** A story about Big E and Charlotte Flair talking to patients at the Orlando Health Arnold Palmer Hospital.
** Chris Jericho joined the KTLA Morning Show.
** ‘Metro’ ran their interview with The Miz. He spoke about two of his biggest supporters in Maryse and Vince McMahon.
I honestly think my biggest supporter is my wife. There’s no one that supports me more. Whenever she is outside – when she was outside the ring and being my manager, she motivated me, she made me better. Honestly, whenever you have a beautiful wife and she’s staring at you and your in a Speedo, you kinda stand a little taller, to be honest!
If I’m really talking about it as well, I’d say my wife and you know who else? Vince McMahon. Vince McMahon has always been a big supporter of me. I think he enjoys my work ethic as well as my talents. I think he sees the ability that I have, and is able to showcase me in Raw, SmackDown, pay-per-views, commercials. Whatever WWE needs, I am a guy that can do it and do it to an elite level talent, and be a main event caliber superstar who represents this company like it should be represented.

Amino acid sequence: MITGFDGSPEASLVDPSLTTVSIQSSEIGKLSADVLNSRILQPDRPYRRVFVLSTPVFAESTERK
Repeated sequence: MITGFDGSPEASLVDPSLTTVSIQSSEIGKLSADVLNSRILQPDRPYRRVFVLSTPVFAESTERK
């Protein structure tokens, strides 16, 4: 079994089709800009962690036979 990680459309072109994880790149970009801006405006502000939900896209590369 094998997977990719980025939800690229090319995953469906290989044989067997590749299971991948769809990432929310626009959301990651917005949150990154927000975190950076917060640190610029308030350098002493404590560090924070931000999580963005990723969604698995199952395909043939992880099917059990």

** Paul “Triple H” Levesque chatted with SPORTSNET to promote NXT airing live on Sportsnet360 in Canada.
** Miro took to his Twitch channel and reacted to the news of Paul Wight (The Big Show) joining AEW.
** GameSpot ran their interview with Danhausen.
** Shayna Baszler put a video up on her YouTube channel, displaying how to lock in the double wrist lock.
** Sami Zayn spoke with Comicbook.com.
** On his ‘Hall Of Fame’ podcast, Booker T spoke about Cesaro’s performance in the SmackDown Elimination Chamber match this past weekend.
** The newest episode of Battle of the Brands with Xavier Woods and Tyler Breeze:
** Rikishi joined Mickie James, Lisa Marie Varon and SoCal Val on GAW TV.
** Arab News has a story about WWE talents that have played college and/or pro football.
** Maria Kanellis-Bennett turned 39-years old on 2/25.
If any of the quotes from the following podcasts or video interviews are used, please credit those sources and provide an H/T and link back to POST Wrestling for the transcriptions.